Now, it has been announced that Medvedev will not run for re-election. Instead, Vladimir Putin will run for a third term as President, exploiting the loophole that Russian presidents cannot serve more than two consecutive terms. With his party still firmly established and relatively unopposed, his re-election seems certain. Putin is less friendly with the West, and not shy to publically confront the United States and the European Union. The hopes of Russia becoming a true democracy, as well as a partner with the West, seem to be fading.

    With Putin's return to the presidency, I think it's reasonable to predict that Russia will also make a return to world news headlines. This thread is intended to be a place for all topics relating to Russia, especially concerning its impact on the world and its own future.



    Maps that might be helpful:

    [image=http://upload.wikimedia.org/wikipedia/commons/5/5e/RussianLanguageMap.png]

    [image=http://upload.wikimedia.org/wikipedia/commons/3/37/Russian-regions.png]

    [image=http://upload.wikimedia.org/wikipedia/en/4/4c/RF_NG_pipestoEU.gif]
  2. DarthBoba Manager Emeritus

    Member Since:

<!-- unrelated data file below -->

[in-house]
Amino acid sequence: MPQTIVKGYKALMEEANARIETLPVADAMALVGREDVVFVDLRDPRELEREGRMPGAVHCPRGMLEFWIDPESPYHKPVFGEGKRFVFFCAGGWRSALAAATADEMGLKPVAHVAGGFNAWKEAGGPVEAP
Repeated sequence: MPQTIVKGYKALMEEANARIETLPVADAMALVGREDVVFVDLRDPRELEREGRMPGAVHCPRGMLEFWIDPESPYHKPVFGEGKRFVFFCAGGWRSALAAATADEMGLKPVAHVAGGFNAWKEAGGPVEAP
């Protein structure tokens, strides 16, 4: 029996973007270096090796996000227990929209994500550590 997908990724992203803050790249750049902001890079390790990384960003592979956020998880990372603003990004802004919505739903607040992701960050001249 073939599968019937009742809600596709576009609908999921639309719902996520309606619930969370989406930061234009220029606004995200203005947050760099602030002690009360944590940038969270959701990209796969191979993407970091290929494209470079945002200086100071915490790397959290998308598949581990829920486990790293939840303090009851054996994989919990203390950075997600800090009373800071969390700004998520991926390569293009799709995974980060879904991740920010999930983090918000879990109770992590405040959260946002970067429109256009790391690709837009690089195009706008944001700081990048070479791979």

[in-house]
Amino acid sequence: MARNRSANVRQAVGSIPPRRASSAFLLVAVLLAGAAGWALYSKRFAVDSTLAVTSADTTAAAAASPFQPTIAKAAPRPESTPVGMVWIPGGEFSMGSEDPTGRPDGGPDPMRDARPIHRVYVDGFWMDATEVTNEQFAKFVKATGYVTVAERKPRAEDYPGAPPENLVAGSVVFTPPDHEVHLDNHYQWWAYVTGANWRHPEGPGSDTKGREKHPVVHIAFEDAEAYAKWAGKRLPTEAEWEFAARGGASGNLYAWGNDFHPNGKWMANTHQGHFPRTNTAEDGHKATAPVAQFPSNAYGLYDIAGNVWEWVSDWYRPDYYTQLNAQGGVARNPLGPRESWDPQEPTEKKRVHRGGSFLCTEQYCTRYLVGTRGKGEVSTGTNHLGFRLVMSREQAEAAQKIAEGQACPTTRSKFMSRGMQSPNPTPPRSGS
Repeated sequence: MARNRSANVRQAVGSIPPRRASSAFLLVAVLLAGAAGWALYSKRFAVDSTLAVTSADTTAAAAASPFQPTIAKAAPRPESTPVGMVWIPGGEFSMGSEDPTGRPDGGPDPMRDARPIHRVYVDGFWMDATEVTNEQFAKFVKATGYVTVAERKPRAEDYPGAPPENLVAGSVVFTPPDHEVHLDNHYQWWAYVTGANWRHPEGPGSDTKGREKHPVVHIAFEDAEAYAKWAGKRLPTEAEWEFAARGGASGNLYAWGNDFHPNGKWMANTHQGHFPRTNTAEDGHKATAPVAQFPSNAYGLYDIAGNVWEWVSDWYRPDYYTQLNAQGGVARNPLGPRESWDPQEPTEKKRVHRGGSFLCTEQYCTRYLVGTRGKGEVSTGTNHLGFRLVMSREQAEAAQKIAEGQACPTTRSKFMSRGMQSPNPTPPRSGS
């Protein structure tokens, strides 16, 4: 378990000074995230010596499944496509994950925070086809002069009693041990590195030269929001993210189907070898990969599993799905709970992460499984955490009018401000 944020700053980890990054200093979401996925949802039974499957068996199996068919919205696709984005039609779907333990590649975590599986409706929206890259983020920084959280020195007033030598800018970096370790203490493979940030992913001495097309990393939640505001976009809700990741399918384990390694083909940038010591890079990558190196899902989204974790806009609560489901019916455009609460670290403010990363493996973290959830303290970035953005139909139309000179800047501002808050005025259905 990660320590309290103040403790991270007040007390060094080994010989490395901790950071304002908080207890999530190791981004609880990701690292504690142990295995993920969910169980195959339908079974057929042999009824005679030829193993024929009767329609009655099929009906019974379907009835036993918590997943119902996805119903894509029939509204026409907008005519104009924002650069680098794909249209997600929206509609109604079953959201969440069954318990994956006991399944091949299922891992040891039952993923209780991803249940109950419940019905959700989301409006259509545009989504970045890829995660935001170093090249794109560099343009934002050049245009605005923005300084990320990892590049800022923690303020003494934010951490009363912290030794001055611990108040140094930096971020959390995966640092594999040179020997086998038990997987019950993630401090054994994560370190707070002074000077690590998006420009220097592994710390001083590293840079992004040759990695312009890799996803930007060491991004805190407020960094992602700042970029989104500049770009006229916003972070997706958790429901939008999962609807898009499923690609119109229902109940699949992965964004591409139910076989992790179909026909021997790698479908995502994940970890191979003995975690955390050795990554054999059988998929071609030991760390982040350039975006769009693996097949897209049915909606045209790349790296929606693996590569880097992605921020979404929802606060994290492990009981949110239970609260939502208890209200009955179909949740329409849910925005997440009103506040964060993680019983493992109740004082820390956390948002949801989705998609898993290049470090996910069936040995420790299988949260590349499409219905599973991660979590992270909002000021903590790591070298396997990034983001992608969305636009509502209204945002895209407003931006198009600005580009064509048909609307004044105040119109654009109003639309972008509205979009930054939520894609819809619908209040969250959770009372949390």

Jun 29, 2000
    star 9
    Putin could conceivably stay in office until 2024; if he does, I feel safe in saying that Russia's aggressiveness towards her neighbors will continue to increase as it's internal situations go downhill. It's Putin's general game; amp up feelings of Russian nationalism by acting tough towards Georgia/the Balts/etc to hide the increasing domestic train wreck. Happily, we probably won't see a "new cold war" as long as Russia's economy continues it's downhill slide-it won't be able to pay for it any more than the USSR could in the 1980s.
  3. Mr44 VIP

    Member Since:
    May 21, 2002
    star 6
    Putin could conceivably stay in office until 2024; if he does, I feel safe in saying that Russia's aggressiveness towards her neighbors will continue to increase as it's internal situations go downhill.

    This is an understatement. Countries like Georgia, the Ukraine, and Kazakhstan must be having uncontrollable night terrors right about now. At least Georgia is even more integrated into NATO, and I believe the Ukraine is going to be a partner within the EU, which I think is going to happen at the start of 2012... So the playing field is stacked against Russia to bully them this go around.

    And Chechnya, little Chechnya might be to, except Chechnya pretty much had a chance to bring down the entire Russian military, so Putin might actually bypass them the second time around.

  4. DarthBoba Manager Emeritus

    Member Since:
    Jun 29, 2000
    star 9
    Yeah, I agree in a general sense, I still don't think a general confrontation is very likely because of Russian economics and their general downhill decline. They can't afford to be the way they used to be (and couldn't then either, but managed to trick themselves pretty well for about 70 years.)